This finds common ground with current debates on QOF 6 Gillam S, Steel N. The Quality and Outcomes Framework – where next? BMJ 2013; 346:f659., as researchers 17 17 Harrison S. New labour, modernisation and the medical labour process. J Soc Policy 2002; 31: 465-85. , 19 19 Harrison S, Moran M, Wood B. Policy emergence and policy convergence: the case of “scientific-bureaucratic medicine” in the United States and United Kingdom. The British Journal of Politics and International Relations 2002; 4:1-24. suggest that this new managerial culture, may has strengthened a scientific-bureaucratic model of medicine amongst primary care practitioners in the UK. There are concerns that primary care in the UK has been gradually transformed into a “box ticking” activity: a kind of “McDonaldization” of general practice 47 47 Gillam SJ, Siriwardena N. The quality and outcomes framework: triumph of technical rationality, challenge for individual care? Qual Prim Care 2010; 18:81-3.. Researchers 9 Checkland K, Grant S, Harrison S, Grant S, Campbell S, Guthrie B. Biomedicine, holism and general medical practice: responses to the 2004 general practitioner contract. Sociol Health Illn 2008; 30:788-803. , 39 39 McDonald R, Harrison S, Checkland K. Incentives and control in primary health care: findings from English pay-for-performance case studies. J Health Organ Manag 2008; 22:48-62. , 43 43 Campbell S, Lester H. The experience of pay for performance in English family practice: a qualitative study. Ann Fam Med 2008; 6:228-34. have also stated that UK general practices deliver an increasingly fragmentary, reductionist and biomedical, disease-oriented model of care. Hence, it can be argued, that far from becoming a “locus of social revolution” 48 48 Scheper-Hughes N. Three propositions for a critically applied medical anthropology. Soc Sci Med 1990; 30:189-97. contemporary UK primary healthcare appears to be becoming a monocultural and increasingly standardised environment. Thus, QOF represents the apogee of a cultural shift towards more biomedically-based principles and practice amongst general practitioners in the UK.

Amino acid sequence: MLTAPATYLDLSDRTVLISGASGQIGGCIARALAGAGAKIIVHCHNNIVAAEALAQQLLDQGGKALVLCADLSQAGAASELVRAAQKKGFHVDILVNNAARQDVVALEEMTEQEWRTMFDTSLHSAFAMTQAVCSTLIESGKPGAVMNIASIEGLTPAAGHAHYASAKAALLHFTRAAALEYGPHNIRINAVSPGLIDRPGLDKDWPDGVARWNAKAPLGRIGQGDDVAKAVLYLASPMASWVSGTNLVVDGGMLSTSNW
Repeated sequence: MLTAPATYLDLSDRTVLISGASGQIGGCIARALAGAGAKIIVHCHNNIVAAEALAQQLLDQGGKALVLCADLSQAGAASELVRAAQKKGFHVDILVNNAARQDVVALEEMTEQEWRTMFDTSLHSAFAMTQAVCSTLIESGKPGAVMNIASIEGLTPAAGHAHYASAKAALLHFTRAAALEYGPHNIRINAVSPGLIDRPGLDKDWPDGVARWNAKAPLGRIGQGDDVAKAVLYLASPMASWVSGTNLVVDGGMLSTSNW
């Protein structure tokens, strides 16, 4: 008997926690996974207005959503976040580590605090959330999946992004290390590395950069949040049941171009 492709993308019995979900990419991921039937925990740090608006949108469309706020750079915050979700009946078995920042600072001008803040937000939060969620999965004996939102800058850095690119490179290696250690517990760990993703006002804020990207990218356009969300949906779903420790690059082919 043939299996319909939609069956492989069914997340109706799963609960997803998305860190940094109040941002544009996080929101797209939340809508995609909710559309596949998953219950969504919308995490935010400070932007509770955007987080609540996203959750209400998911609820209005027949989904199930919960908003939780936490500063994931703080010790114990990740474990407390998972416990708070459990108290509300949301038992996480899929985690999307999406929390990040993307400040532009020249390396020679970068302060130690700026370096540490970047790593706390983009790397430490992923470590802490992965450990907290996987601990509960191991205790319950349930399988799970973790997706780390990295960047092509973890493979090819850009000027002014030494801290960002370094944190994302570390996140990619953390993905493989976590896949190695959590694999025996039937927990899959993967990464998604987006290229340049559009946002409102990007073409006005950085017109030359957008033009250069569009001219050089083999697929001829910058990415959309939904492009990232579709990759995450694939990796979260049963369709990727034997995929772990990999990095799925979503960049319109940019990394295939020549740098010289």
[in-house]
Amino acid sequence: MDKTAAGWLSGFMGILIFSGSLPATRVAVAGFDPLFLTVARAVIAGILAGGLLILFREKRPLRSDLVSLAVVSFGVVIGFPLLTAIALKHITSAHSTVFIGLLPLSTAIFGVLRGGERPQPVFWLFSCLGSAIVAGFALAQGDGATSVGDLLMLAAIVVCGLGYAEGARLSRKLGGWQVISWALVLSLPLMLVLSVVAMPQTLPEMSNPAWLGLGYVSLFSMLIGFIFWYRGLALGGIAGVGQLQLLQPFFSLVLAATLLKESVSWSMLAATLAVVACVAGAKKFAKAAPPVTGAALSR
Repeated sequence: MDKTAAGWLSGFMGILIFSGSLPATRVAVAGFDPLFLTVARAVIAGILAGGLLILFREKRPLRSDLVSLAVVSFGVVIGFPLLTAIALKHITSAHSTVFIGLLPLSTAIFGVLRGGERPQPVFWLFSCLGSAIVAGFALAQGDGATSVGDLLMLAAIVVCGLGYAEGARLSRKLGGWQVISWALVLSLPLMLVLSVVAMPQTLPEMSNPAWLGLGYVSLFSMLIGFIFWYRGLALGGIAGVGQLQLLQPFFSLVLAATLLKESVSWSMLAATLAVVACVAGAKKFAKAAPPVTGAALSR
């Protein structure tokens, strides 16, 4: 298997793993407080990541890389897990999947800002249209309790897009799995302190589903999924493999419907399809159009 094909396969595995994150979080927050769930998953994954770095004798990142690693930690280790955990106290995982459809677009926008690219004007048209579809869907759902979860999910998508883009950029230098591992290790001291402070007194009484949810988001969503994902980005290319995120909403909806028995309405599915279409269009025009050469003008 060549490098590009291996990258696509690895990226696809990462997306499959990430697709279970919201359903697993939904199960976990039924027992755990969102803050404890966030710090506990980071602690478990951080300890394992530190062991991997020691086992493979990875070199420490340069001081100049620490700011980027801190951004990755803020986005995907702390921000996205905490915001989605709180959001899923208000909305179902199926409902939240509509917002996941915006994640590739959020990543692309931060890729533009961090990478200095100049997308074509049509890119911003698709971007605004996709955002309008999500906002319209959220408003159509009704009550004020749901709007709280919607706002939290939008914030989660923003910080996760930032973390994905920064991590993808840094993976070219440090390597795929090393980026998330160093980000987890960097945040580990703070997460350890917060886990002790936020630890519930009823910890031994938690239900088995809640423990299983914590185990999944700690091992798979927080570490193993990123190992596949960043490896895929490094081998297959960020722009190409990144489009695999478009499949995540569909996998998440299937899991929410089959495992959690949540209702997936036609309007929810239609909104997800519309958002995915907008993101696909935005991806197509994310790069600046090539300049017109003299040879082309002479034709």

Moreover, a recent systematic review on QOF shows modest benefits in improving the quality of primary care and alerts policy makers that “ the impact on costs, professional behaviour, and patient experience remains uncertain 49 49 Gillam SJ, Siriwardena N, Steel N. “Pay-for-performance in the United Kingdom”: impact of the Quality and Outcomes Framework – a systematic review. Ann Fam Med 2012; 10:461-8. (p. 461). This resonate with the Cochrane review on healthcare quality provided by primary care physicians under the payment for performance scheme 50 50 Scott A, Sivey P, Ait Ouakrim D, Willenberg L, Naccarella L, Furler J, et al. The effect of financial incentives on the quality of health care provided by primary care physicians. Cochrane Database Syst Rev 2011; (9):CD008451.. Thus, it seems that £1bn (€1.2bn; $1.4bn) a year “is not good value for money” for UK general practices, since quality in health in the UK would reach nearly the same level of standards according to the “secular trends” before QOF was introduced 6 Gillam S, Steel N. The Quality and Outcomes Framework – where next? BMJ 2013; 346:f659. , 51 51 Gillam S. Should the quality and outcomes framework be abolished? Yes. BMJ 2010; 340:c2710..